So why am I writing this post? It's not intended to be a wo-is-me post. I don't want anyone to feel bad about me or tell me how great I am. I'm writing this to remind myself that the only person who can change the way I view myself is me. Though I have let outside forces form my perceptions of myself, it's time for me to stand up for myself to . . . well, myself. I've been thinking about this post for the past week and how I wanted to go about it. I have a draft of a giant post detailing all the things that helped fuel my poor self-esteem. But then I realized that's not what I wanted to write about. I wanted to write about how I could improve myself, about how I could learn to love myself. Because someday probably sooner rather than later, I'm going to be a mom. I might have little girls who look up to me. And I don't want those little girls to learn from their mom that it's normal to hate yourself and your body. I don't want them learning that they should be fixated on the scale and how many pounds they lost that week.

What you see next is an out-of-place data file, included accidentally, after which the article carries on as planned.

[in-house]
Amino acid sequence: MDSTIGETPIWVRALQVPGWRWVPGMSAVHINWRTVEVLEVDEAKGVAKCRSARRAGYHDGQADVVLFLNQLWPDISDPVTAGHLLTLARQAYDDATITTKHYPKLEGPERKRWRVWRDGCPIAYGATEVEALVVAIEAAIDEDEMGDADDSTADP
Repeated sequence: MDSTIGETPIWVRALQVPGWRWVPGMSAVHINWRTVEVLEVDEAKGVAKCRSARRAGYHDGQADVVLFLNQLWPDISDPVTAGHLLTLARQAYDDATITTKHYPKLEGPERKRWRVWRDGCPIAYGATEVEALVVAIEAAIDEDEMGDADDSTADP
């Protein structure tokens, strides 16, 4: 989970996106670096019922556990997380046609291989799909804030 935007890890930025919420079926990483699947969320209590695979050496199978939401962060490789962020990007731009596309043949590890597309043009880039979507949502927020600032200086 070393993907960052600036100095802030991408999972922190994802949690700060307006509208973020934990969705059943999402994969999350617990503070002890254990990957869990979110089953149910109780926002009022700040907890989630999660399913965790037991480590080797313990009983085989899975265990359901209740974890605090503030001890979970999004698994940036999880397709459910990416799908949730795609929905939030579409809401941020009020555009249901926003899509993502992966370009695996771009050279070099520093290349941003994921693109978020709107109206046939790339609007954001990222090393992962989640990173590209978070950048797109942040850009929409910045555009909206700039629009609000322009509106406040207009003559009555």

I want my little girls to learn from their mom that it's okay to love themselves for who they are. I want them to look at me as an example of how to accept themselves and improve themselves without negativity. I want them to want to exercise because it's good for them and because it's healthy, not solely to fix some problem they have with their thighs or their stomach. I want them to have a real person be a good role model of beauty for them instead of being swayed by the media and the unattainable ideal we're always sold.

If I want my daughters to learn those things from me in the future, I need to start implementing some changes in my life right now. So I'm making a list of things I need to do to improve my own self-esteem, since no one else is going to do it for me.